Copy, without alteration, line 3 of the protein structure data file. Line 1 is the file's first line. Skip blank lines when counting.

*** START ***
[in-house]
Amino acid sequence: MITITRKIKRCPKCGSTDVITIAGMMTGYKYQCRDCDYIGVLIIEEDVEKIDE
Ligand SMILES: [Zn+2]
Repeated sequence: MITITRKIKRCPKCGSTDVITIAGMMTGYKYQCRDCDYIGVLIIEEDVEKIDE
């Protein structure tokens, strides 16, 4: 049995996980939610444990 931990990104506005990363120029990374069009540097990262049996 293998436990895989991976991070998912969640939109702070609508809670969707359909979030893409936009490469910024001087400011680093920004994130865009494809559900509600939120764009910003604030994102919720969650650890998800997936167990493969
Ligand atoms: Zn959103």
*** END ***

Ligand SMILES: [Zn+2]